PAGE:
The future is looking bright. There is so much talent coming up the ranks. Thanks to Microsoft, I've been able to learn a lot about what's happening with our next generation. The company is making sure the talent pool will be deep for generations to come.
All the programs fall under the umbrella of the YouthSpark program at Microsoft. Here's the thing, Microsoft knows that they need talent to keep the company vibrant. Lots and lots of talent. Some years they can't fill all the jobs they need filled because there aren't enough qualified applicants. They want to train the next generation of game changers. And they are starting young.
In 2013 there were 74.5 million young people who were unemployed around the globe. Microsoft has designed programs to help lift these kids out of bad circumstances and train them to think bigger. Here's what's available for youth from 6 years to 25 years.
Take a look:
Last month, I got to meet a bunch of winners from Microsoft's competitions. There was a middle school student who created a braille printer out of LEGO. It's about 1/1000th of the price of a normal braille printer.
Then there was a young college student from the Middle East who coded a computer program that will custom mix nail polish.
For those out of school looking to keep developing skills, Microsoft can help too. This young man is using his fresh skills to design graphic tees.
Then I got to fly out to Seattle, and learn more about these programs. The YouthSpark presentation at the Champions Summit blew my mind. Microsoft is putting big bucks into giving free access and tutorials to anyone who wants to learn. Microsoft knows access to computer science education in school is not equal. They've come up with ways to give young people basic coding skills for free. I know not every kid will become a coder or a software developer, but they can become more employable and more marketable.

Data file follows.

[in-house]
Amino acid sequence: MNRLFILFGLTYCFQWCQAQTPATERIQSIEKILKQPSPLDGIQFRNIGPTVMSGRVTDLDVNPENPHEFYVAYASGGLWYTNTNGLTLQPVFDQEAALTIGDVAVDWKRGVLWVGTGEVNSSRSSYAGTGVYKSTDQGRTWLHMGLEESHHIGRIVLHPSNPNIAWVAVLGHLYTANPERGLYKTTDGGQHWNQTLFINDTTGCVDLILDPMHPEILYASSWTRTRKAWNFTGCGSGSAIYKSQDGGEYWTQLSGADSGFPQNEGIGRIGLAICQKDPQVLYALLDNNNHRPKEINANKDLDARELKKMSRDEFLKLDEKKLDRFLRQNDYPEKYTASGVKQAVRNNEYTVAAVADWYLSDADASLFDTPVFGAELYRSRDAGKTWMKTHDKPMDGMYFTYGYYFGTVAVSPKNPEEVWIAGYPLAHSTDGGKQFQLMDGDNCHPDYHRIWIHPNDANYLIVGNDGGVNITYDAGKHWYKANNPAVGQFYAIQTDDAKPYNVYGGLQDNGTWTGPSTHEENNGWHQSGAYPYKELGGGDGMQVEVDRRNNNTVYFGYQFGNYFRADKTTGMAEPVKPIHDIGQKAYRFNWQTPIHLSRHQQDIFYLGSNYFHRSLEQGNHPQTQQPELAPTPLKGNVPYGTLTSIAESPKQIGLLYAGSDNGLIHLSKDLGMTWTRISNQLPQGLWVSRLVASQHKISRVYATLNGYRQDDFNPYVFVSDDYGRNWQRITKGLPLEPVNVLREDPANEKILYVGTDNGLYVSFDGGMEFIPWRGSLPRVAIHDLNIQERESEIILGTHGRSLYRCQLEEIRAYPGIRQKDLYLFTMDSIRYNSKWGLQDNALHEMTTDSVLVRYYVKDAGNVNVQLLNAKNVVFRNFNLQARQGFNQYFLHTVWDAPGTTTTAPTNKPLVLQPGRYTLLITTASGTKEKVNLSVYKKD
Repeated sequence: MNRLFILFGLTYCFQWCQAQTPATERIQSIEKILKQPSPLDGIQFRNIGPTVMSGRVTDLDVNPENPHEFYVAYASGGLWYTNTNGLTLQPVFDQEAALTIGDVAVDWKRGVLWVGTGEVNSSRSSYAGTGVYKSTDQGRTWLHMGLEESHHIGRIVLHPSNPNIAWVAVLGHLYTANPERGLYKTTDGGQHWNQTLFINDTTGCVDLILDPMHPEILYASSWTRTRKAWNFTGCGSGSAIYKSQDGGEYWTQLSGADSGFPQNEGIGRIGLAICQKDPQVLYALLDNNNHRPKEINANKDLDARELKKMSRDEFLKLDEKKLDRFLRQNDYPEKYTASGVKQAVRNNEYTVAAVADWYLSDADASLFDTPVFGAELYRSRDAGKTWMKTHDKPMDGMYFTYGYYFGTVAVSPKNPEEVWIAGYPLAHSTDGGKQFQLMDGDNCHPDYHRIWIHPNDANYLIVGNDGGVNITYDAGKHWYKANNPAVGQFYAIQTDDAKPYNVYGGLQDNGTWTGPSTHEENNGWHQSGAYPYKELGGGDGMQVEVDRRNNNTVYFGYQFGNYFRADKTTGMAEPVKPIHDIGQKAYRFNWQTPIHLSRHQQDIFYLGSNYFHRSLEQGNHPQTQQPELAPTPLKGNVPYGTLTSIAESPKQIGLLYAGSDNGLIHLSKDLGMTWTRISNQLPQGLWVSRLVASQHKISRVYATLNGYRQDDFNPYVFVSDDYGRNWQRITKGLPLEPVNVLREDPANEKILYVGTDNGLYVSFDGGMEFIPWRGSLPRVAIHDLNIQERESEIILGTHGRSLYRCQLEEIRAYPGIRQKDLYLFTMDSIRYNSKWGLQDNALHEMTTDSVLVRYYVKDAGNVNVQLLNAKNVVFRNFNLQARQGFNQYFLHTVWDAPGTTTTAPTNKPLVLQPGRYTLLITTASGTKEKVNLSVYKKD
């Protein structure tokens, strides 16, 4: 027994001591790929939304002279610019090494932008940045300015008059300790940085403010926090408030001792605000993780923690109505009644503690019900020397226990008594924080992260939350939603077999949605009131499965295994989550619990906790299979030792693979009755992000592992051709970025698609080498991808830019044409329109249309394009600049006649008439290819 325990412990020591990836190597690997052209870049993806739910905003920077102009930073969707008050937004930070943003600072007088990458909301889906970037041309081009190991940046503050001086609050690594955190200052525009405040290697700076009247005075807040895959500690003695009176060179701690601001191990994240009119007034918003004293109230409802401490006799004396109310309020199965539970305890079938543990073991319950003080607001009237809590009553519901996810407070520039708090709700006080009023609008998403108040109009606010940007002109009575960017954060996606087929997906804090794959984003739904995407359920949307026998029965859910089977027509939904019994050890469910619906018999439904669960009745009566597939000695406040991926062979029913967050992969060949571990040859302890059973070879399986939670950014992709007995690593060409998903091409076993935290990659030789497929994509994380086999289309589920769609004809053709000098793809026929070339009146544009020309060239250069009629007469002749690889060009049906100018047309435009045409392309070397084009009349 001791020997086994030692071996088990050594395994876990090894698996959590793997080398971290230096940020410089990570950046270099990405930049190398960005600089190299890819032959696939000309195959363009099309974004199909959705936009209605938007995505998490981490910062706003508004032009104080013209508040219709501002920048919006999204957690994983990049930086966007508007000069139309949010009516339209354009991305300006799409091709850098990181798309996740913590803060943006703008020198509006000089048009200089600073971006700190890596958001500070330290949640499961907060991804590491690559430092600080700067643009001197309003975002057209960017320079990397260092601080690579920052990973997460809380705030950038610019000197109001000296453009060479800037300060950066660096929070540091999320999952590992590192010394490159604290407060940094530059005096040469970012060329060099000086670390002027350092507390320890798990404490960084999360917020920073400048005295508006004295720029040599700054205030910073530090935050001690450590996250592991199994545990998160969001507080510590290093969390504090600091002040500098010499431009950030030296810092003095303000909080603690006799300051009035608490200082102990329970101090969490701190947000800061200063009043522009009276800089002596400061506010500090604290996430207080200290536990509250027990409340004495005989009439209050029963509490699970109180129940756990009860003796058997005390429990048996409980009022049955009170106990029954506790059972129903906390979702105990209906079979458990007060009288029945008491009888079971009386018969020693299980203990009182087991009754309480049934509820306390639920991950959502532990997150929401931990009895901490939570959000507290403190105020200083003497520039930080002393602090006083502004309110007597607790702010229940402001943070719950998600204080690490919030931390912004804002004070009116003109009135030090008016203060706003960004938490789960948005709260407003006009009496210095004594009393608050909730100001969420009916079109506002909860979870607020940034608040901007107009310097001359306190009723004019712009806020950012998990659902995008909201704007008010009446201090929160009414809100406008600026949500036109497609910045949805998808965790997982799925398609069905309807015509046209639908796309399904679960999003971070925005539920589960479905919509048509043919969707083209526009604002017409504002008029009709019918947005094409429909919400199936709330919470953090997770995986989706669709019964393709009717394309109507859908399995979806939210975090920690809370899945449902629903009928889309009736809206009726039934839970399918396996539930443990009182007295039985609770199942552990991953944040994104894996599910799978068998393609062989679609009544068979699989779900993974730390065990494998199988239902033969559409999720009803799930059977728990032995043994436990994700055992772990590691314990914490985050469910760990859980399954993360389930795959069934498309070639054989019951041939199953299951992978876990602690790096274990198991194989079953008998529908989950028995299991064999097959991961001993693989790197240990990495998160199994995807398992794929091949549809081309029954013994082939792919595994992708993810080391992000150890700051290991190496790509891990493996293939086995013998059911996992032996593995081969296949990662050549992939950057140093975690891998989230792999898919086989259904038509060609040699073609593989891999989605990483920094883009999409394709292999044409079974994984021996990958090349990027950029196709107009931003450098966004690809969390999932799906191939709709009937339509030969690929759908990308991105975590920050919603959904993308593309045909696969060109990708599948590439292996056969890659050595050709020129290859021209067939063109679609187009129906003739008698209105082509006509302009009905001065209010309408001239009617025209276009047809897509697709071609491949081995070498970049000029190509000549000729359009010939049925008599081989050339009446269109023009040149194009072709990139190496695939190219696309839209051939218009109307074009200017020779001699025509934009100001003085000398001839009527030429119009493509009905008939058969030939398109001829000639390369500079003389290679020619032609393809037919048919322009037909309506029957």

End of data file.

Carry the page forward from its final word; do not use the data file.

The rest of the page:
Critical thinking, problem solving. These skills are essential.
That's what it's all about. Microsoft is putting millions into developing talent. They want to remove the barriers for kids and young adults who want to learn to code.
We learned about TouchDevelop.com. An online resource to teach newbies how to create apps on your phone, tablet or laptop. It works on iOS, Android, Windows, Mac or Linux. Did I mention it's all FREE! These programs are meant to be on ramps to spark interest that will grow.
Once kids get the coding bug, they can head over to Imagine Access--where any student of any age can find the software tools they need to start creating. Coding software from Microsoft Imagine Access is FREE.
Kids can compete in the Imagine Cup. For 13 years now, this competition has challenged kids to form teams and come up with ideas for a new technology product. They have to collaborate and then build! 35 teams of students from all over the country come to Seattle in July. Winners get $50K and unique access to Microsoft's engineering talent.
If your kids don't know where to start, here's the spot. Students 9-18 can get a free (there's that word again) online tutorial that is entirely self-directed. Head to
www.imaginecup.com/breakintocode it is entirely self-directed, goal-based learning.
There is a slew of LIVE or IRL programs online to get girls/kids into coding too. I signed my girls up for a free intro camp this summer at a local Microsoft store. Starting June 2, Microsoft kicks off the free YouthSpark Summer Camps hosted at Microsoft retail stores across the nation.
Camps include programing designed to teach kids computer science skills in fun and engaging ways including learning how to build, publish and bring mobile games to life, as well as produce and design their own digital movies. Click here for more details http://www.microsoft.com/en-us/store/locations/kids-events
I am a proud Office Champions and work with Microsoft to produce special sponsored content. Nothing is scripted and this is all my own opinion.